Early American Bureau Table Sells For High Above Estimate
The table is known as the Catherine Goddard Chippendale Block-and-Shell Carved and Figured Mahogany Bureau Table. it is attributed to the Newport, Rhode Island cabinetmaker John Goddard (1724-1785). Goddard is one of America's early talented cabinetmakers and this piece demonstrates the Newport style of block-and-shell carving. A handwritten label in the top drawer of the table made provenance a breeze it says that John Goddard made the desk for his daughter Catherine Goddard, who married Perry Weaver. Their son Benjamin Weaver married Hannah Briggs, who inherited the desk, and gave it to her sister Deborah Briggs. She left it to Mary Briggs Weaver, daughter of Hannah Briggs, and she left it to Mary Briggs Weaver Case. This piece previously went to auction not that long ago. It sold at auction in January 2005 for $940,000 and as you can see by the estimate listed above, it was not supposed to do quite as well this go round.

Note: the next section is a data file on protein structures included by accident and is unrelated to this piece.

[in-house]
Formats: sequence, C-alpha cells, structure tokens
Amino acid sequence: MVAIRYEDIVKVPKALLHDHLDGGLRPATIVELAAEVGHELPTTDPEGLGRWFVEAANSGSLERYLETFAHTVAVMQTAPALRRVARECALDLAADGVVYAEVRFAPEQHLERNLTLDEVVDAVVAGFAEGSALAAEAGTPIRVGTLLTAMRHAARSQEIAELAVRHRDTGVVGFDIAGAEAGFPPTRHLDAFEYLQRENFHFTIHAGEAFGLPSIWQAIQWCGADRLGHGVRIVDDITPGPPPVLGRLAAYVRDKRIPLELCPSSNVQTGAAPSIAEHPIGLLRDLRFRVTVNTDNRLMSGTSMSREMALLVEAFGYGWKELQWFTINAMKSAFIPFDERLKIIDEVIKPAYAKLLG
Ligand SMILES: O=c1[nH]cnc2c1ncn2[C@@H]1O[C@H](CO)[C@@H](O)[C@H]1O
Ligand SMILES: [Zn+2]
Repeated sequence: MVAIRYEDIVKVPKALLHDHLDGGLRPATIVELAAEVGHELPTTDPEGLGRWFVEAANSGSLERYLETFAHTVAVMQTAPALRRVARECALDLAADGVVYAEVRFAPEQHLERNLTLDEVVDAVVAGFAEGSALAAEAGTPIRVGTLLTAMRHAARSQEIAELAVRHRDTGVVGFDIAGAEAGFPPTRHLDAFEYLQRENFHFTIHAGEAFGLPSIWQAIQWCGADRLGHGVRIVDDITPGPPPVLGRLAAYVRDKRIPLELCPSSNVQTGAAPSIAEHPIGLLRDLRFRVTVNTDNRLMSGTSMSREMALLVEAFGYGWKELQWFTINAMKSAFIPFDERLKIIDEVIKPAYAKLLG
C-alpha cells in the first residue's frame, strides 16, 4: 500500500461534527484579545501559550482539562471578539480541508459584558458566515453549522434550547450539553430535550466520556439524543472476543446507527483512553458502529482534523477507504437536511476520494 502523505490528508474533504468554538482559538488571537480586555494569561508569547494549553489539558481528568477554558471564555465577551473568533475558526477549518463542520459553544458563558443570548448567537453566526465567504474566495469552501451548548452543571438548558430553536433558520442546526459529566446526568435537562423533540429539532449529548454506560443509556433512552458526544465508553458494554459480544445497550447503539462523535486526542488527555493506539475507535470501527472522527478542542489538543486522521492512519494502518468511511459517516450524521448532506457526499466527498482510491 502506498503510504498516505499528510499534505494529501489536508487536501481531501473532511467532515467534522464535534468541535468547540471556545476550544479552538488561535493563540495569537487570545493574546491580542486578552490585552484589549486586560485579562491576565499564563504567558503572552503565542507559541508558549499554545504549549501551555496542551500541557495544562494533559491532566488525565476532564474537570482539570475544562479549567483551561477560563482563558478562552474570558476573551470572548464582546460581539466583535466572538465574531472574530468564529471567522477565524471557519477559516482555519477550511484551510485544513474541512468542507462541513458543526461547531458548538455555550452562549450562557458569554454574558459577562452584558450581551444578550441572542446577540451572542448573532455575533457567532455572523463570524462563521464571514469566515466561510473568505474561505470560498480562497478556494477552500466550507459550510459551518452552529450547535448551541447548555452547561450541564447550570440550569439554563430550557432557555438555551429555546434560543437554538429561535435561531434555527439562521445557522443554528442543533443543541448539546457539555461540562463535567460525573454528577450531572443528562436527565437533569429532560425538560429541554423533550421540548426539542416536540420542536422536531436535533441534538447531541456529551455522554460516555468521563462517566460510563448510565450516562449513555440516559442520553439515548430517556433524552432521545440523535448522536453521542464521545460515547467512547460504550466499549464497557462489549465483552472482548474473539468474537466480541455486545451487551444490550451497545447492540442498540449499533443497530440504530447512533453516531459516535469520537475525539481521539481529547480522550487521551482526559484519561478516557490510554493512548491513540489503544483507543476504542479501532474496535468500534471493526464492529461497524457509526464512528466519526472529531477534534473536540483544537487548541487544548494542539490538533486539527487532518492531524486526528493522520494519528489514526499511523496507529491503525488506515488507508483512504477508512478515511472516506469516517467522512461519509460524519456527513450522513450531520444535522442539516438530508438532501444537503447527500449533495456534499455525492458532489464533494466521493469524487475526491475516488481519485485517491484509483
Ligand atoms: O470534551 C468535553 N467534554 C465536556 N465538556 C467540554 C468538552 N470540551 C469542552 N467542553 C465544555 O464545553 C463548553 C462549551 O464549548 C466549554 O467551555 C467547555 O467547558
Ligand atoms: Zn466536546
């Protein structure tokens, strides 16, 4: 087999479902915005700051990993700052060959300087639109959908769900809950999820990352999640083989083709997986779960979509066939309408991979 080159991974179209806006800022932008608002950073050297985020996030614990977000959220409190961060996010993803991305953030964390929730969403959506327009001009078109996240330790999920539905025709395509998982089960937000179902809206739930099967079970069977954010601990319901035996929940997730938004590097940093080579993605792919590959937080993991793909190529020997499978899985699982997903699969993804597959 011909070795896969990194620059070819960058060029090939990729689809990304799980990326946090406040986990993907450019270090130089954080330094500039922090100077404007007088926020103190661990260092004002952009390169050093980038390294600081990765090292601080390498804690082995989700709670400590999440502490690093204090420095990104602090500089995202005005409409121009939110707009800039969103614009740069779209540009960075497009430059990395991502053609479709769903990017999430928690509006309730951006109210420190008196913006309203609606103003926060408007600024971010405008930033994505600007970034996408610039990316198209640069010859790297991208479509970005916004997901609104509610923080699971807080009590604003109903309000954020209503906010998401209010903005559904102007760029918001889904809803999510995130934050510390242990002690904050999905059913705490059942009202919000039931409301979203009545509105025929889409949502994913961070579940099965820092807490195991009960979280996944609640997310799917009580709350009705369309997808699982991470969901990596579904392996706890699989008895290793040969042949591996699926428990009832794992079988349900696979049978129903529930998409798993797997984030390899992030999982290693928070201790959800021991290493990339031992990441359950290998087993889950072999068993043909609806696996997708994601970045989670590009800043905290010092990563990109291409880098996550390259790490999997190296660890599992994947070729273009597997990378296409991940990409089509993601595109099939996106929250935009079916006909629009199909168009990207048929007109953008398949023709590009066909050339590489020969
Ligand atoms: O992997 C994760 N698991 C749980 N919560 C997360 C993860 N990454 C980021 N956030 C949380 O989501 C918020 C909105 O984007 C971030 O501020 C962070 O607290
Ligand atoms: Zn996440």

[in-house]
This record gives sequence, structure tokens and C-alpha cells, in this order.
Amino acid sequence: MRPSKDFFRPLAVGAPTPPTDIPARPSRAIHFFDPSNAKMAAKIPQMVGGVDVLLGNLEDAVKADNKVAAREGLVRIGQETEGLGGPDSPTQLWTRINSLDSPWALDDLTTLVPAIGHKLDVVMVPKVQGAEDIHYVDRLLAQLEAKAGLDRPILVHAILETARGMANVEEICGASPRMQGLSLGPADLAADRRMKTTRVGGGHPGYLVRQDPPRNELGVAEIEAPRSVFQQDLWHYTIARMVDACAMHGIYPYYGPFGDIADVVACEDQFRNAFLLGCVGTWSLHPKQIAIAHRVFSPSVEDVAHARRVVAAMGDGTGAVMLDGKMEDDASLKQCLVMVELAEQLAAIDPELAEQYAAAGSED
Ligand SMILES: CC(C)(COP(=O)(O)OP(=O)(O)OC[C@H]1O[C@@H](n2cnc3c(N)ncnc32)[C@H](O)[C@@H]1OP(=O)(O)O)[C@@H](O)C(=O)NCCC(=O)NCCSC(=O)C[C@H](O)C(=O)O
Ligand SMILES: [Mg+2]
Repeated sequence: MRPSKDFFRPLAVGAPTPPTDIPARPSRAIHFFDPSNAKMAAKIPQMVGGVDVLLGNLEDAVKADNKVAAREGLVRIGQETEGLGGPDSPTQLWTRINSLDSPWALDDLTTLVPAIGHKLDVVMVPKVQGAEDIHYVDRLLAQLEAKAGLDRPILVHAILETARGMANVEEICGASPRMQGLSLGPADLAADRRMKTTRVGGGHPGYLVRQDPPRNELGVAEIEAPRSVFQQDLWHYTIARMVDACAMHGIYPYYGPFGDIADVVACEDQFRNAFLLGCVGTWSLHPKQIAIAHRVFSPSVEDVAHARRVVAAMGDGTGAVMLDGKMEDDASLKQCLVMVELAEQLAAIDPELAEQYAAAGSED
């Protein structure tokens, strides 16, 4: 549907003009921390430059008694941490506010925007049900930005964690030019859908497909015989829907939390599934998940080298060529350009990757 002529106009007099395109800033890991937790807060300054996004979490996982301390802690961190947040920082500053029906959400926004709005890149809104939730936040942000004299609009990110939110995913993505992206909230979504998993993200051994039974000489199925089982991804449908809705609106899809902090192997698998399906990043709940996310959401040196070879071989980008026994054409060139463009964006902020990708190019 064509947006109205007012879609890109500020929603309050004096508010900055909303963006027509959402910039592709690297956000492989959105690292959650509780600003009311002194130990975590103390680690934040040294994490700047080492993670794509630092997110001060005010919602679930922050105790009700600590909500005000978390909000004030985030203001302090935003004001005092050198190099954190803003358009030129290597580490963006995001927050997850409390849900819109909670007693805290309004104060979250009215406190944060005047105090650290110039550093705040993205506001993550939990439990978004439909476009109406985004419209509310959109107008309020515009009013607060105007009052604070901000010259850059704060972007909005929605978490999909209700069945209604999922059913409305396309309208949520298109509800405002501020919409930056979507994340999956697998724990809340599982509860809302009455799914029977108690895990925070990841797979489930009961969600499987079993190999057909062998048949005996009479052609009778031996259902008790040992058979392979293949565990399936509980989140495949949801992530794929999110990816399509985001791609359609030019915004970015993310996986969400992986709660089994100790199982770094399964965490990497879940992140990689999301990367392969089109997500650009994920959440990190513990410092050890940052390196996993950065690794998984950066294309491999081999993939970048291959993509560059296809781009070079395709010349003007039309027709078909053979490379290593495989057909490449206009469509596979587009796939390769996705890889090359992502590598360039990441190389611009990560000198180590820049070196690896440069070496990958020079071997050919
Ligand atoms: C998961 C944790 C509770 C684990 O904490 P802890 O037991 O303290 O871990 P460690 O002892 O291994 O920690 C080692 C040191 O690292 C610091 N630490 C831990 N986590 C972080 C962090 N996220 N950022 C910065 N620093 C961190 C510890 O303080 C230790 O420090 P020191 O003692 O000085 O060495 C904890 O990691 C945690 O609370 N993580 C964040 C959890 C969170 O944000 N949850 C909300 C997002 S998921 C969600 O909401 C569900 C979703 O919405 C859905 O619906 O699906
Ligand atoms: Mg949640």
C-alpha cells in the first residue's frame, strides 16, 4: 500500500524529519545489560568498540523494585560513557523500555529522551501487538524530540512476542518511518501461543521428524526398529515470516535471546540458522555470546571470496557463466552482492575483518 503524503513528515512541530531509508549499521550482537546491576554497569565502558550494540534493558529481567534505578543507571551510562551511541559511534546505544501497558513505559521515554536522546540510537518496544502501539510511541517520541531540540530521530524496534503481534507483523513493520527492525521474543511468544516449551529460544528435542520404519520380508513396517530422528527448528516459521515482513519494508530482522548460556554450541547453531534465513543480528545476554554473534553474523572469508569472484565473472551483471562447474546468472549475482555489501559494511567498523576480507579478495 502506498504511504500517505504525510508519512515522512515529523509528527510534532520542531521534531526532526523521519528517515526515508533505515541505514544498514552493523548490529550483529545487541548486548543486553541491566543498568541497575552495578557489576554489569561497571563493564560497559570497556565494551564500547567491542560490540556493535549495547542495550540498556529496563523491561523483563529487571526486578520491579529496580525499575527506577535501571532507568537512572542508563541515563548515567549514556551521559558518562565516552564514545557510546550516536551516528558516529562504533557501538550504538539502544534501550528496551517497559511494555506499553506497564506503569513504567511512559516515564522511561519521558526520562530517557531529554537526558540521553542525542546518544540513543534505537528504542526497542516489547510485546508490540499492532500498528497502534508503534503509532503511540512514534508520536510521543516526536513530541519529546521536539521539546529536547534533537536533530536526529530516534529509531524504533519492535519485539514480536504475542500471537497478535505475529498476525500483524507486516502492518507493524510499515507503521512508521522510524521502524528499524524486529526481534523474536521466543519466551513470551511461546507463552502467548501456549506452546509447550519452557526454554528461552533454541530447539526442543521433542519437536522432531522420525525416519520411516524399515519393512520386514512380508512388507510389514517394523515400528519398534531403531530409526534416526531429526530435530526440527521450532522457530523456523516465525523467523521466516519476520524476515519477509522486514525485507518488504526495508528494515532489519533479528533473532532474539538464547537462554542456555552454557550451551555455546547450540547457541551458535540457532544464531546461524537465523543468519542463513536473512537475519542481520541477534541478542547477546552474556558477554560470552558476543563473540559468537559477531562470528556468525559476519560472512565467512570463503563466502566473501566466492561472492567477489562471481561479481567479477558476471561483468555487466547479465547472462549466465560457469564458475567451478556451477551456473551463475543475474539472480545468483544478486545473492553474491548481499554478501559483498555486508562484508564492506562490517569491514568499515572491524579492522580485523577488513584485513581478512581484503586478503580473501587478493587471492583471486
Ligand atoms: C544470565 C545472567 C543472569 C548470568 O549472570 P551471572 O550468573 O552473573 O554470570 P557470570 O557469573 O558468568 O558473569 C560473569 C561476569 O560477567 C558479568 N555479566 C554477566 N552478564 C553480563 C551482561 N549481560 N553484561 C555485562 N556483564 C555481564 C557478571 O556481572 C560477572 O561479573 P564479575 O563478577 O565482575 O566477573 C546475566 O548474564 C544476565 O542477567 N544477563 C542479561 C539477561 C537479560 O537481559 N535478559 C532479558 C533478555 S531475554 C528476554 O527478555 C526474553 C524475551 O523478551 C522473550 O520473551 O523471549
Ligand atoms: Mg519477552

"This desk bears all the unique characteristics and quality of construction that make Newport furniture of this era so highly prized among collectors. The quality of the mahogany in particular is stunning in this piece and shows that Goddard had his pick of the wood coming into the port during that era," said Hays, deputy chairman of Christie's Americas and lead specialist in American Furniture. "We are honored to have established such a strong price today for this table, which represents a new world auction record for the knee-hole desk form."
Just last month a new record for English furniture was set (over $5.9 million) at Sotheby's.